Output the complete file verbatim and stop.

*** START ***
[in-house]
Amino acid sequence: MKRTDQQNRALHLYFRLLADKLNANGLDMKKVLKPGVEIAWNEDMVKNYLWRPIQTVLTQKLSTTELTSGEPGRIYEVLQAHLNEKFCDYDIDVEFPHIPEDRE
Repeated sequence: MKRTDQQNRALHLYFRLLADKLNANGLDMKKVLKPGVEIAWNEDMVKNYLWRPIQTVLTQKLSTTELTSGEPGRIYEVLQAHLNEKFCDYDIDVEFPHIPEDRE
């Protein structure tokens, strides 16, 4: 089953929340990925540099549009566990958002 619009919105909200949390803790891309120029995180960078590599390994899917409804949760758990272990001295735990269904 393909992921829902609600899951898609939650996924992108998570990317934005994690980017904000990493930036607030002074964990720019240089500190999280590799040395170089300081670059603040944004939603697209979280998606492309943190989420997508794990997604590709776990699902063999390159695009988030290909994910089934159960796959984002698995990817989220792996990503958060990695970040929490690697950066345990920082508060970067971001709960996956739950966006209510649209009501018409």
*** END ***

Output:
[in-house]
Amino acid sequence: MKRTDQQNRALHLYFRLLADKLNANGLDMKKVLKPGVEIAWNEDMVKNYLWRPIQTVLTQKLSTTELTSGEPGRIYEVLQAHLNEKFCDYDIDVEFPHIPEDRE
Repeated sequence: MKRTDQQNRALHLYFRLLADKLNANGLDMKKVLKPGVEIAWNEDMVKNYLWRPIQTVLTQKLSTTELTSGEPGRIYEVLQAHLNEKFCDYDIDVEFPHIPEDRE
């Protein structure tokens, strides 16, 4: 089953929340990925540099549009566990958002 619009919105909200949390803790891309120029995180960078590599390994899917409804949760758990272990001295735990269904 393909992921829902609600899951898609939650996924992108998570990317934005994690980017904000990493930036607030002074964990720019240089500190999280590799040395170089300081670059603040944004939603697209979280998606492309943190989420997508794990997604590709776990699902063999390159695009988030290909994910089934159960796959984002698995990817989220792996990503958060990695970040929490690697950066345990920082508060970067971001709960996956739950966006209510649209009501018409």